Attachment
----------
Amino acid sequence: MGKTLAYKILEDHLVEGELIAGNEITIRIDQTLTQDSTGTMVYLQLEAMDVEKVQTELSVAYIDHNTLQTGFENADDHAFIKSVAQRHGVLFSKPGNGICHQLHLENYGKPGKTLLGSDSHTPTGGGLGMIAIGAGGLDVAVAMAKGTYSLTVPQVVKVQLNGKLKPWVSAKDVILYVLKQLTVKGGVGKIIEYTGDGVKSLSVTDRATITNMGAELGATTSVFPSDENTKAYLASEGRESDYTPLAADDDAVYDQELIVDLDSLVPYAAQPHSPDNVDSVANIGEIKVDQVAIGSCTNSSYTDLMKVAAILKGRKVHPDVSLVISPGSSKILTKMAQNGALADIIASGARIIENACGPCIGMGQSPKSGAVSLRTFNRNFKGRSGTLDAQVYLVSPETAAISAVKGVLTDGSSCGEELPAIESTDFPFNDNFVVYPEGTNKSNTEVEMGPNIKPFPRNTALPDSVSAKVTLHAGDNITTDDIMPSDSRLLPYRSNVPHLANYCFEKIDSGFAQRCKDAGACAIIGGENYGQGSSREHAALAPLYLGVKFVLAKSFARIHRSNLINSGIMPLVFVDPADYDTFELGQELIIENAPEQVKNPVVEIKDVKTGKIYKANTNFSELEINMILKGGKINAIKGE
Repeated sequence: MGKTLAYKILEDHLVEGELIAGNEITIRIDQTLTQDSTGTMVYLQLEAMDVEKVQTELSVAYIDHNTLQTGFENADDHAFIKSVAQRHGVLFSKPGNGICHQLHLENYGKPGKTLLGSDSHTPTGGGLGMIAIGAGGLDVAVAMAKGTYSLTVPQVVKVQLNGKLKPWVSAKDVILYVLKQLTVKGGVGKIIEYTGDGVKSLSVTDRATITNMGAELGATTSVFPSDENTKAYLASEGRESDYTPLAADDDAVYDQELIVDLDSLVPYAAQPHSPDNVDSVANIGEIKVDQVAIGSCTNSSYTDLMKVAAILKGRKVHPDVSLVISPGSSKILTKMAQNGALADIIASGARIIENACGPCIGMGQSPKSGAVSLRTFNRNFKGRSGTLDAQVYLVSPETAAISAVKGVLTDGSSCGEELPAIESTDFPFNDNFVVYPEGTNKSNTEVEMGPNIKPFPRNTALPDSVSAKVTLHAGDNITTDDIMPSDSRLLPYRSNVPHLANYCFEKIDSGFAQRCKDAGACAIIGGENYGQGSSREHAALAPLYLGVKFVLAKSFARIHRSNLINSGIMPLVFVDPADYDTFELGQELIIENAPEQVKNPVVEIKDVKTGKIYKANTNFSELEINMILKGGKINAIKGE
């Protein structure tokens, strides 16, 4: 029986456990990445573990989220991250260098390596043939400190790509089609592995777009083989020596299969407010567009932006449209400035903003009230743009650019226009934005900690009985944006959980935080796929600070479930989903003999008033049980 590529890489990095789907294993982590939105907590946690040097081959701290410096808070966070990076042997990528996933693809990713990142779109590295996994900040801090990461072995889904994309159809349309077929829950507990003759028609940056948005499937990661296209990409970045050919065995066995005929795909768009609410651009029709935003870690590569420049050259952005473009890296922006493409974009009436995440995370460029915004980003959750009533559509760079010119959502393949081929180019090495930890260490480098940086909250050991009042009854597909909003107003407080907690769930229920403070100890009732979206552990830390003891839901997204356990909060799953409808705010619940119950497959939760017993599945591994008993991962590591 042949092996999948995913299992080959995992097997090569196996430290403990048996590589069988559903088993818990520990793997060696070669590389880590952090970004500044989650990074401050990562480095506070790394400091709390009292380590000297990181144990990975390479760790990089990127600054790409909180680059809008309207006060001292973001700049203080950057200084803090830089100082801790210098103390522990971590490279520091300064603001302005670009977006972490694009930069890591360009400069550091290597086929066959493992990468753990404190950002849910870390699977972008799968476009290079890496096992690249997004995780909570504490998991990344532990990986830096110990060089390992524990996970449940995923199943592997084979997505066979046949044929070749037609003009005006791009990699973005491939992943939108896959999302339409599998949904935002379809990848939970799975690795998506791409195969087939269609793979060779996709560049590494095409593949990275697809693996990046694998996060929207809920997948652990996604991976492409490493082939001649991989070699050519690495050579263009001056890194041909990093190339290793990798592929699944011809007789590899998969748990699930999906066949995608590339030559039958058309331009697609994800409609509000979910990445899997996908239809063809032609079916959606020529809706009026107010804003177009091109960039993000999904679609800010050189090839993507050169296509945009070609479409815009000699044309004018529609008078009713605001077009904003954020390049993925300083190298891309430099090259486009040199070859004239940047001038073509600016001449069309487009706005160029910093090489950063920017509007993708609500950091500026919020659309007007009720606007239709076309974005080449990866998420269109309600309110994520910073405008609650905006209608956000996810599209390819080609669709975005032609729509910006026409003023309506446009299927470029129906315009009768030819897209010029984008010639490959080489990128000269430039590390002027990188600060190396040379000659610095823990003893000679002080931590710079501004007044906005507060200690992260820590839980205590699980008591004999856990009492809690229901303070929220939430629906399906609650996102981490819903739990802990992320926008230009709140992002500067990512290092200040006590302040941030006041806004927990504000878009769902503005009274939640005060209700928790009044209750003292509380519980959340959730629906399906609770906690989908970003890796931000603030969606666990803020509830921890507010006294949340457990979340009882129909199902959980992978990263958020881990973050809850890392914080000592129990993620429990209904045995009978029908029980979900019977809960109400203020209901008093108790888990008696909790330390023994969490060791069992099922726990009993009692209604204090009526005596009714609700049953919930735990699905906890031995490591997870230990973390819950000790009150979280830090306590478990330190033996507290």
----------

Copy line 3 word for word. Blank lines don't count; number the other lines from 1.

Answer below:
């Protein structure tokens, strides 16, 4: 029986456990990445573990989220991250260098390596043939400190790509089609592995777009083989020596299969407010567009932006449209400035903003009230743009650019226009934005900690009985944006959980935080796929600070479930989903003999008033049980 590529890489990095789907294993982590939105907590946690040097081959701290410096808070966070990076042997990528996933693809990713990142779109590295996994900040801090990461072995889904994309159809349309077929829950507990003759028609940056948005499937990661296209990409970045050919065995066995005929795909768009609410651009029709935003870690590569420049050259952005473009890296922006493409974009009436995440995370460029915004980003959750009533559509760079010119959502393949081929180019090495930890260490480098940086909250050991009042009854597909909003107003407080907690769930229920403070100890009732979206552990830390003891839901997204356990909060799953409808705010619940119950497959939760017993599945591994008993991962590591 042949092996999948995913299992080959995992097997090569196996430290403990048996590589069988559903088993818990520990793997060696070669590389880590952090970004500044989650990074401050990562480095506070790394400091709390009292380590000297990181144990990975390479760790990089990127600054790409909180680059809008309207006060001292973001700049203080950057200084803090830089100082801790210098103390522990971590490279520091300064603001302005670009977006972490694009930069890591360009400069550091290597086929066959493992990468753990404190950002849910870390699977972008799968476009290079890496096992690249997004995780909570504490998991990344532990990986830096110990060089390992524990996970449940995923199943592997084979997505066979046949044929070749037609003009005006791009990699973005491939992943939108896959999302339409599998949904935002379809990848939970799975690795998506791409195969087939269609793979060779996709560049590494095409593949990275697809693996990046694998996060929207809920997948652990996604991976492409490493082939001649991989070699050519690495050579263009001056890194041909990093190339290793990798592929699944011809007789590899998969748990699930999906066949995608590339030559039958058309331009697609994800409609509000979910990445899997996908239809063809032609079916959606020529809706009026107010804003177009091109960039993000999904679609800010050189090839993507050169296509945009070609479409815009000699044309004018529609008078009713605001077009904003954020390049993925300083190298891309430099090259486009040199070859004239940047001038073509600016001449069309487009706005160029910093090489950063920017509007993708609500950091500026919020659309007007009720606007239709076309974005080449990866998420269109309600309110994520910073405008609650905006209608956000996810599209390819080609669709975005032609729509910006026409003023309506446009299927470029129906315009009768030819897209010029984008010639490959080489990128000269430039590390002027990188600060190396040379000659610095823990003893000679002080931590710079501004007044906005507060200690992260820590839980205590699980008591004999856990009492809690229901303070929220939430629906399906609650996102981490819903739990802990992320926008230009709140992002500067990512290092200040006590302040941030006041806004927990504000878009769902503005009274939640005060209700928790009044209750003292509380519980959340959730629906399906609770906690989908970003890796931000603030969606666990803020509830921890507010006294949340457990979340009882129909199902959980992978990263958020881990973050809850890392914080000592129990993620429990209904045995009978029908029980979900019977809960109400203020209901008093108790888990008696909790330390023994969490060791069992099922726990009993009692209604204090009526005596009714609700049953919930735990699905906890031995490591997870230990973390819950000790009150979280830090306590478990330190033996507290």